If you didn’t know what you were getting into upon sitting down for Bruce Beresford‘s Mr. Church, you will following this onscreen text: “Inspired by a True Friendship.” The vagueness of this statement notwithstanding, the words ooze enough schmaltz to prepare you for the melodrama of death and miracles screenwriter Susan McMartin has concocted. Maybe she based it on a friendship she had with an adult male who become her father figure in a time of need or perhaps the entire premise is a purely fictional construct surrounding feelings experienced within a relationship devoid of similarities besides being between two people. All I know for certain is that those involved didn’t just want to make any old tearjerker; they sought to squeeze their audience dry like a sponge.
Despite the plot dealing with the cook (Eddie Murphy‘s Henry Joseph Church) a married dead man hired in his will to care for his lover (Natascha McElhone‘s Marie Brody) during the six months she has left to live (breast cancer), the heartstrings aren’t pulled as sharply in the first half as they will in the second. I was actually invested for six years of this fifteen-year relationship because young Charlotte “Charlie” Brody (Natalie Coughlin) acknowledged the situation’s absurdity. Little Miss Sassy Pants goes so far as refusing the grits this stranger who appeared in their kitchen without warning made because she wants Apple Jacks. She tells her mother to fire him because they’ve been fine without anyone else before. But — shocker — she doesn’t know her mother is dying.
The film’s narrated by an older Charlie as played by Britt Robertson, constantly remarking in hindsight about details for which she was left in the dark. Six months to live stretches into six years, Marie’s health ever-worsening (I guess not telling her didn’t matter considering the discovery of Mom with IV tubes sticking out of her arm at home arrives without fanfare) despite her enduring spirit to see Charlie go to prom. It’s a sweetly told journey of familial love and compassion, Mr. Church brightening up their days with gourmet food and good literature. He becomes caretaker and father, seemingly asking for nothing in return besides a moratorium on inquiring about what he does at home. This trio’s bond is authentic despite its near-fairy tale delivery.
And then things fall apart. Tragic revelations and unfortunate mistakes come to the fore with Robertson relaying details in anger or frustration. Does any of it unfold, though? Of course not. Why go into dramatic depth with stuff that matters when it can be swept under the rug with a smile and the words, “It never happened again.” Finally we start to see glimpses of Mr. Church’s private life, but they’re ignored beyond coloring his compassionate soul by day with darkness by night. Finally we see how well-adjusted Charlie turned out because of his influence — despite the reason she comes back before finishing college — opposite best friend Poppy’s (Lucy Fry) tumultuous high-life masking a deep-seeded personal resentment, but platitudes save the day. There’s always a “bright side.”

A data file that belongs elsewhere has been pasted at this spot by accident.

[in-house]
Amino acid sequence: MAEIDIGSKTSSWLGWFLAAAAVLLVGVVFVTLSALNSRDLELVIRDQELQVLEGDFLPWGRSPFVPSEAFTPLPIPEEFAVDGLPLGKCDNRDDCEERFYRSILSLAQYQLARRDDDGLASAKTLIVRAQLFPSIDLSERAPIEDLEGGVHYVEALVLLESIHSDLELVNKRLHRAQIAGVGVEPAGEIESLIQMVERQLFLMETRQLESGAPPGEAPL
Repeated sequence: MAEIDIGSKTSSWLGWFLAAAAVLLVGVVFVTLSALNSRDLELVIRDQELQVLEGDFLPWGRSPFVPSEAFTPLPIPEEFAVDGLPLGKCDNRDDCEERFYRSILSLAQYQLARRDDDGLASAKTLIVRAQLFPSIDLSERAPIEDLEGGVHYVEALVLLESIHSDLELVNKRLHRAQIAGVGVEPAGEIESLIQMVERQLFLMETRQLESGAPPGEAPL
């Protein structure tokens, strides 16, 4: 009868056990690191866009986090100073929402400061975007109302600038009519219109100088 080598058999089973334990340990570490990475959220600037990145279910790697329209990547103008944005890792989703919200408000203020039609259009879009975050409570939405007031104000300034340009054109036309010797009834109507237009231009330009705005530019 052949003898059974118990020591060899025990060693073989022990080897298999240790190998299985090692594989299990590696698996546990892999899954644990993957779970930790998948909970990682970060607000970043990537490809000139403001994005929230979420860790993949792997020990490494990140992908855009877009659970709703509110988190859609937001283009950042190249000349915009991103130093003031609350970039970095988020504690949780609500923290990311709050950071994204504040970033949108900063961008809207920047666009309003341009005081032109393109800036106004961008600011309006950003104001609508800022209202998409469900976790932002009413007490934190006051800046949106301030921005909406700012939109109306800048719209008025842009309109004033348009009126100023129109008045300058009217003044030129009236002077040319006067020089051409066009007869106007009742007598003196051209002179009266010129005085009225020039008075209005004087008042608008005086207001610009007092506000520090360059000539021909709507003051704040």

This mantra cultivated by McMartin’s script gets infuriating because that’s not how it always was. Pain was expressed at the beginning — an emotionally charged blow-up between McElhone and Robertson in the bathroom proves a major highlight for the film. The same goes for Murphy’s portrayal of Mr. Church as a kind-hearted sweet man when not questioned about his identity removed from these women’s sight. Being in the Brodys’ home allows him to be something he never believed he could become because of the demons haunting his soul. But without Marie to give him and Charlie purpose, they both fall back into potentially dangerous patterns of isolation. Mr. Church and Charlie need to care for someone, but letting the other fill that role never quite seems to be enough.
So as one life dies (Marie), another is born (McKenna Grace‘s Izzy) to take her place. And no matter how effective Murphy (great in his first film role in four years) or Robertson is, the fact they are driven by external forces rather than internal can’t be ignored. Fate intervenes way too often with a mawkishness that sours any goodwill the film earned in its first forty-five minutes. Everyone on the periphery whether Fry’s Poppy, Xavier Samuel‘s Owen, or Christian Madsen‘s Larson ultimately reappear carrying a lesson for Charlie to learn and pass onto Mr. Church through newfound empathy. These unlikely friends watch as their trajectory comes full circle from sure-handed cook and hurt girl to broken man and loving daughter. Love flows freely without a shut-off valve.
There’s definitely a place for this type of film and I think its target demographic will love it for hitting all the right notes necessary for a good up-lifting cry. But don’t expect anything more. The characters are less complex than the premise with its destiny-driven machinations steeped in coincidence and good fortune. Death looms, but only as far as giving the filmmakers reason to inject an abundance of hope. The poor charity case daughter of a single mother and the introverted son of a father he never satisfied cross paths to discover they’re the luckiest human beings on earth. Does that earn an “Aww”? Stay away if not. While having someone supply you purpose to change is pure at heart, how it unfolds here is pure cliché.
Mr. Church is currently playing in theaters.